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Comment & Response |

Hyperthermia for Major Depressive Disorder? ONLINE FIRST

Michael Berk, MD, PhD1,2; Susannah Tye, PhD3,4; Ken Walder, PhD5; Sean McGee, PhD5
[+] Author Affiliations
1IMPACT Strategic Research Centre, School of Medicine, Deakin University, Geelong, Victoria, Australia
2Orygen, The National Centre of Excellence in Youth Mental Health and the Centre for Youth Mental Health, the Florey Institute of Neuroscience and Mental Health and the Department of Psychiatry, University of Melbourne, Parkville, Victoria, Australia
3Translational Neuroscience Lab, Department of Psychiatry and Psychology, Mayo Clinic, Rochester, Minnesota
4Department of Psychiatry, University of Minnesota, Minneapolis
5Molecular and Medical Research SRC, School of Medicine, Faculty of Health, Deakin University, Waurn Ponds, Victoria, Australia
JAMA Psychiatry. Published online September 14, 2016. doi:10.1001/jamapsychiatry.2016.1532
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To the Editor In their article in JAMA Psychiatry, Janssen and colleagues1 describe an intriguing pilot study showing that whole-body hyperthermia was superior to sham in reducing depression. Their conjecture was that warm-sensitive afferent thermosensory pathways affect mood regulatory neural activity.1 However, these data support an alternate hypothesis, which is that depression is associated with dysregulated mitochondrial function, the extent of which correlates with symptom severity and is associated with decreased oxidative energy generation and cerebral glucose use. Multiple psychiatric disorders are associated with a shift from aerobic to glycolytic energy generation. If it is shown that a therapy that increases mitochondrial energy generation also improves depressive symptoms, this would be useful, albeit indirect, proof of principle of this hypothesis.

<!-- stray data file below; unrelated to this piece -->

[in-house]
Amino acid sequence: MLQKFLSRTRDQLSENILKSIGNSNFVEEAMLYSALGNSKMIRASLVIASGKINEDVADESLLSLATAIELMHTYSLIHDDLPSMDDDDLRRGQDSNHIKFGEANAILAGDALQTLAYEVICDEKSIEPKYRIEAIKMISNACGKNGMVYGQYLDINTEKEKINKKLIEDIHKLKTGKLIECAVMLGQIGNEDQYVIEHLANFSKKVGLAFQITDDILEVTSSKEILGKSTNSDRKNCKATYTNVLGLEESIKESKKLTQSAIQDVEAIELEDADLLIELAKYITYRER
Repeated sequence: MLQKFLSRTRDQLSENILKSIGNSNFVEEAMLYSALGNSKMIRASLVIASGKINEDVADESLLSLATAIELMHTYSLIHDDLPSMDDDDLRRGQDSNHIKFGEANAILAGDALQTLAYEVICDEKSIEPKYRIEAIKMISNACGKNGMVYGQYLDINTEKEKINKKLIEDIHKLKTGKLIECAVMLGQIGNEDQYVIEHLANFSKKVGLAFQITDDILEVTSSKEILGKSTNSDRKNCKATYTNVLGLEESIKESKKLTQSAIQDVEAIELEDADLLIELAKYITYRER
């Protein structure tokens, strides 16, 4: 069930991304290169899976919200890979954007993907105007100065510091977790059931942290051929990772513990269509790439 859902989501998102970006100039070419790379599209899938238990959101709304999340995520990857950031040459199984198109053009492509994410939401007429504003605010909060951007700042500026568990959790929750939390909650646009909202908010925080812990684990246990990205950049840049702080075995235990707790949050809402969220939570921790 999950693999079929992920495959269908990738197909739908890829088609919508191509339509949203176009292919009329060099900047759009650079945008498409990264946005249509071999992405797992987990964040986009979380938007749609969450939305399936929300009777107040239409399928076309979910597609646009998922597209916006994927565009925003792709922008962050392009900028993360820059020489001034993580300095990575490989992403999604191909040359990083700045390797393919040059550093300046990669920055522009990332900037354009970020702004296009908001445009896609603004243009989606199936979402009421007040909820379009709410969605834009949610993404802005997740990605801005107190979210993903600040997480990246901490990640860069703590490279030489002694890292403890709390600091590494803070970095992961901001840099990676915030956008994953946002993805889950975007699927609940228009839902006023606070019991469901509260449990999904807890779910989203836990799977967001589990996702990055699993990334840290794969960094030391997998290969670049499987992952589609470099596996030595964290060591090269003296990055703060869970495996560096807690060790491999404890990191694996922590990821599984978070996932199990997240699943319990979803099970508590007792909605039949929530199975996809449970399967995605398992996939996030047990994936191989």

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September 14, 2016
Max Fink, MD; Edward Shorter, PhD
1Stony Brook University School of Medicine, Saint James, New York
2University of Toronto, Medicine, History of Medicine Program, Toronto, Ontario, Canada
JAMA Psychiatry. Published online September 14, 2016.;():. doi:10.1001/jamapsychiatry.2016.1627.
September 14, 2016
Charles L. Raison, MD; Clemens W. Janssen, PhD; Christopher A. Lowry, PhD
1Department of Human Development and Family Studies, School of Human Ecology, University of Wisconsin–Madison2Department of Psychiatry, School of Medicine and Public Health, University of Wisconsin–Madison
1Department of Human Development and Family Studies, School of Human Ecology, University of Wisconsin–Madison
3Department of Integrative Physiology and Center for Neuroscience, University of Colorado Boulder
JAMA Psychiatry. Published online September 14, 2016.;():. doi:10.1001/jamapsychiatry.2016.1917.
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